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Brain. 2019 Mar 18. pii: awz055. doi: 10.1093/brain/awz055. [Epub ahead of print]

Multiple sclerosis: effect of beta interferon treatment on survival.

Author information

1
Faculty of Medicine (Neurology) and the Djavad Mowafaghian Centre for Brain Health, University of British Columbia, Vancouver, British Columbia, Canada.
2
EA 7449 REPERES, Ecole des Hautes Etudes en Santé Publique (EHESP), Rennes, Rennes Cedex, France.
3
Department of Statistics, University of British Columbia, Vancouver, British Columbia, Canada.
4
Centre Hospitalier Universitaire (CHU) de Rennes, Rennes, Rennes Cedex, France.

Abstract

Worldwide, the beta interferons remain the most commonly prescribed disease-modifying drugs for multiple sclerosis. However, it is unclear if they alter survival. We investigated the association between beta interferon and mortality in the 'real-world' setting. This was a multi-centre population-based observational study of patients with relapsing-onset multiple sclerosis who were initially registered at a clinic in British Columbia, Canada (1980-2004) or Rennes, France (1976-2013). Data on this cohort were accessed from the clinical multiple sclerosis databases and from individually linked health administrative data; all data were collected prospectively. Participants were followed from the latter of their first multiple sclerosis clinic visit, 18th birthday or 1 January 1996; until death, emigration or 31 December 2013. Only those who were naïve to disease-modifying therapy and immunosuppressant treatment of multiple sclerosis at the start of their follow-up were included in the analysis. A nested case-control approach was used. Up to 20 controls, matched to cases (deaths) by country, sex, age ± 5 years, year and disability level at study entry, were randomly selected from the cohort by incidence density sampling. The associations between all-cause mortality and at least 6 months beta interferon exposure, and also cumulative exposure ('low', 6 months to 3 years; and 'high', >3 years), were estimated by conditional logistic regression adjusting for treatment with other disease-modifying therapies and age in years. Further analyses included separate analyses by sex and country, additional adjustment for comorbidity burden in the Canadian cohort, and estimation of the association between beta interferon and multiple sclerosis-related death in both countries. Among 5989 participants (75% female) with a mean age of 42 (standard deviation, SD 11) years at study entry, there were 742 deaths (70% female) and the mean age at death was 61 (SD 13) years. Of these cases, 649 were matched to between one and 20 controls. Results of the conditional logistic regression analyses are expressed as adjusted odds ratios with 95% confidence intervals. The odds of beta interferon exposure were 32% lower among cases than controls (0.68; 0.53-0.89). Increased survival was associated with >3 years beta interferon exposure (0.44; 0.30-0.66), but not between 6 months and 3 years exposure (1.00; 0.73-1.38). Findings were similar within sex and country, and for multiple sclerosis-related death. Beta interferon treatment was associated with a lower mortality risk among people with relapsing-onset multiple sclerosis. Findings were consistent between two geographically distinct regions in North America and Europe.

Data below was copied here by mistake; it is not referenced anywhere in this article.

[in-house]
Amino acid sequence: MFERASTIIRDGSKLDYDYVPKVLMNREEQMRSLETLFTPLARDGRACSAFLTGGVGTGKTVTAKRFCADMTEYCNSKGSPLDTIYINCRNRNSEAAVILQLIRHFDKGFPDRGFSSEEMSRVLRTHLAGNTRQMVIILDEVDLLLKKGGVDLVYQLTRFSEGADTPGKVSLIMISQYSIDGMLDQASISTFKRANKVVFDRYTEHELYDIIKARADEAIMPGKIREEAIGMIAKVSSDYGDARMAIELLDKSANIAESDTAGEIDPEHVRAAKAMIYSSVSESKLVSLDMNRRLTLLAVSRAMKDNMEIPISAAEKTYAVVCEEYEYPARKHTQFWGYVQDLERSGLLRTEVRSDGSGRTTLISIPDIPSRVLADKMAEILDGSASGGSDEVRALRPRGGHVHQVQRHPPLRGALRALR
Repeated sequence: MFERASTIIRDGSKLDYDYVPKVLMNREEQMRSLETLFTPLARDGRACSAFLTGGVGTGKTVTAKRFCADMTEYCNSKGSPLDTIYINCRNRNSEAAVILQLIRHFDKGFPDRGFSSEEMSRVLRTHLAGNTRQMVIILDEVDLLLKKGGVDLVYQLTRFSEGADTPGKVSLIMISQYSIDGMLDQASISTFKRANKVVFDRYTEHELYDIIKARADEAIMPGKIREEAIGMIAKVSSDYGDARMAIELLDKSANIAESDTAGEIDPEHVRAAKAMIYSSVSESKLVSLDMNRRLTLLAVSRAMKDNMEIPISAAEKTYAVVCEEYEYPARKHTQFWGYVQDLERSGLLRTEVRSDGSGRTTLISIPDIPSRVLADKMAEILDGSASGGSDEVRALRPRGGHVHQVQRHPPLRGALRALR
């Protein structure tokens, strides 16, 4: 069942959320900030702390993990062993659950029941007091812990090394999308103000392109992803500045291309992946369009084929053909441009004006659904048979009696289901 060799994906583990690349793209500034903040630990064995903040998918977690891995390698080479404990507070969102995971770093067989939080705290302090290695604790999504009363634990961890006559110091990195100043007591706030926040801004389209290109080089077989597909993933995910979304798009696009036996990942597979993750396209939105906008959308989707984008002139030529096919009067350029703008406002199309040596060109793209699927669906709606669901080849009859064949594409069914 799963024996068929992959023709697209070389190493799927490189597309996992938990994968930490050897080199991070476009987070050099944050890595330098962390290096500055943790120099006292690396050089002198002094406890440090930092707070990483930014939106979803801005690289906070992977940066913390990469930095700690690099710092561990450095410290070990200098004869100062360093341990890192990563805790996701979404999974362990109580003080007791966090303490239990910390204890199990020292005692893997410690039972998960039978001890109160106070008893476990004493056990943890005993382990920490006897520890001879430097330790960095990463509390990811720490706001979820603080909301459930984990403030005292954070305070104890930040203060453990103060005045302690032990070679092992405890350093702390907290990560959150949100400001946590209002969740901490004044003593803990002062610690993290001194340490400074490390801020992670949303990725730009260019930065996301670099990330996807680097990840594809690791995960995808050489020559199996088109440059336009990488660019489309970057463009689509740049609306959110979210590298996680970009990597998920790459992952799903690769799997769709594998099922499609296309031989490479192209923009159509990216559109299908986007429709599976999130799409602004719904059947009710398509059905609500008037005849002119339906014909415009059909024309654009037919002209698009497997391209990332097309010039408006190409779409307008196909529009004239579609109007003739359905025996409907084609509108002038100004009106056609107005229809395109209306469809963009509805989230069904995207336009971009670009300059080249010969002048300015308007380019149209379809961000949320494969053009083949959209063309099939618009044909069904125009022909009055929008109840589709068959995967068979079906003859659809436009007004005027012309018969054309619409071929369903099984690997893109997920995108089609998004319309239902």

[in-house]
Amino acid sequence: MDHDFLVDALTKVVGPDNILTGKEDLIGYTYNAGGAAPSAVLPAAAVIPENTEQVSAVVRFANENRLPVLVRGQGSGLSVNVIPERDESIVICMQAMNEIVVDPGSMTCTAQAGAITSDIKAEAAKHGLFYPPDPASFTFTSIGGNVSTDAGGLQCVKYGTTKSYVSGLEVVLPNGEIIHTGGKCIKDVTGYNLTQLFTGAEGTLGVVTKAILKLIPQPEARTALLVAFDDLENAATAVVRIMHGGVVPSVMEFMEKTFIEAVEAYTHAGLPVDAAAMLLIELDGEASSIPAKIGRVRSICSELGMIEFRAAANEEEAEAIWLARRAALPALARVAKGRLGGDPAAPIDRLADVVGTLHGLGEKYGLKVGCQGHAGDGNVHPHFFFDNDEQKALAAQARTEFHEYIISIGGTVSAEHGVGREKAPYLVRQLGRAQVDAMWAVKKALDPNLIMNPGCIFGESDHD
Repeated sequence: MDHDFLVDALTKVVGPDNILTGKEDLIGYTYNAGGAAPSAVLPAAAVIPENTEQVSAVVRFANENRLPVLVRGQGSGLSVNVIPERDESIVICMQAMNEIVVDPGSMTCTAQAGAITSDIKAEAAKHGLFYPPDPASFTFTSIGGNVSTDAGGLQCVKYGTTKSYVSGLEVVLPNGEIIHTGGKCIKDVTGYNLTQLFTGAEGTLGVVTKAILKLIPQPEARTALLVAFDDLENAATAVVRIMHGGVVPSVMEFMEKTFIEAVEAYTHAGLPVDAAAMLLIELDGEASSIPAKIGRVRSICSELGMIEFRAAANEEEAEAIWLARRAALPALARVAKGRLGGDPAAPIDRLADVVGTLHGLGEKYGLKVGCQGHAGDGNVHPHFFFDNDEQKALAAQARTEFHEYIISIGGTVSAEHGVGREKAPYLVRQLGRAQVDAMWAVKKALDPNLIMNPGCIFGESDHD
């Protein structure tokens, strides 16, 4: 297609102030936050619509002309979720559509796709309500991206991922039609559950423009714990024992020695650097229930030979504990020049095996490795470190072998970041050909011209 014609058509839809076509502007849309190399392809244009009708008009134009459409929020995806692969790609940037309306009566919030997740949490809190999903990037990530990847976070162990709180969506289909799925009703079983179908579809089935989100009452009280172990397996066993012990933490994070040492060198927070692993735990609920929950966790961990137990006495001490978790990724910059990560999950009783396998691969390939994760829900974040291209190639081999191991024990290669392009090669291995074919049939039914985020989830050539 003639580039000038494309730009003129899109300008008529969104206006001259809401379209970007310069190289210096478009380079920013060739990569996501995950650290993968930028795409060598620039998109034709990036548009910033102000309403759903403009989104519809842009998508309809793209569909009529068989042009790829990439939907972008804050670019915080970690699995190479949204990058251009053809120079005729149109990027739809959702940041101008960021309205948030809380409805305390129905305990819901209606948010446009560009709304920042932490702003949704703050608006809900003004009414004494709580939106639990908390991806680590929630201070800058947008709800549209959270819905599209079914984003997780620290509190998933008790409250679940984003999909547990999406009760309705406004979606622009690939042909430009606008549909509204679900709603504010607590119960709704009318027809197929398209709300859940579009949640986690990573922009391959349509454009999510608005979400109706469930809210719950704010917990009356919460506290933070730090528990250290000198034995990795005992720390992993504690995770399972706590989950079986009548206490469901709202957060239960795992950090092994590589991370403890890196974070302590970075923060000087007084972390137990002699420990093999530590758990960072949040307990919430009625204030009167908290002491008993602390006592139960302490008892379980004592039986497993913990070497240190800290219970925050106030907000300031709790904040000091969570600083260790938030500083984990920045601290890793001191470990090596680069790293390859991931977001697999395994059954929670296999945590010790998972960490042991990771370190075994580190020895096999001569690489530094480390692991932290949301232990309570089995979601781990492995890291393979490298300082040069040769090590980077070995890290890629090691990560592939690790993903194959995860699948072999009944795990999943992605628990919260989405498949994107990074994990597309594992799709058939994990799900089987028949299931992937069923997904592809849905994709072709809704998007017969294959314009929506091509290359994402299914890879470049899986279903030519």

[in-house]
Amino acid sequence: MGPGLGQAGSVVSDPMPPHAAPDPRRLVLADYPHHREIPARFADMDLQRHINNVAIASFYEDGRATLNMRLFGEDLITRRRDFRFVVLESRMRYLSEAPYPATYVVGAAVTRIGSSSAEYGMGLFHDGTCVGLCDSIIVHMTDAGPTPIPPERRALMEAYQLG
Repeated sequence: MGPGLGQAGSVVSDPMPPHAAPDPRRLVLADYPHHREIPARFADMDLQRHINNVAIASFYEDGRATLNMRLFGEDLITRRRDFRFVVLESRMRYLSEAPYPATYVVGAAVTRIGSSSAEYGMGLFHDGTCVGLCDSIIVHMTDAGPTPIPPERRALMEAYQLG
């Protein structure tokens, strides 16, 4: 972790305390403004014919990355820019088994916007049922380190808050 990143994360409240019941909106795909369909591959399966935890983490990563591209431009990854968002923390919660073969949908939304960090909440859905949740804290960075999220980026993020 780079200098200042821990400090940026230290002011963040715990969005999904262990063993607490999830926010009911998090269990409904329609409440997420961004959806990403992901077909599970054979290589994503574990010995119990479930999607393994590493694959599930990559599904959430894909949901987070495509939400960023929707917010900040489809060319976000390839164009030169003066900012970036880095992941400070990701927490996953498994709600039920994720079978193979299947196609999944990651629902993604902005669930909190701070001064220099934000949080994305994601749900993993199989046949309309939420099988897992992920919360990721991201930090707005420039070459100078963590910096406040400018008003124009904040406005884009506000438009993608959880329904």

KEYWORDS:

beta interferon; mortality; multiple sclerosis; nested case-control study; survival

PMID:
30883636
DOI:
10.1093/brain/awz055

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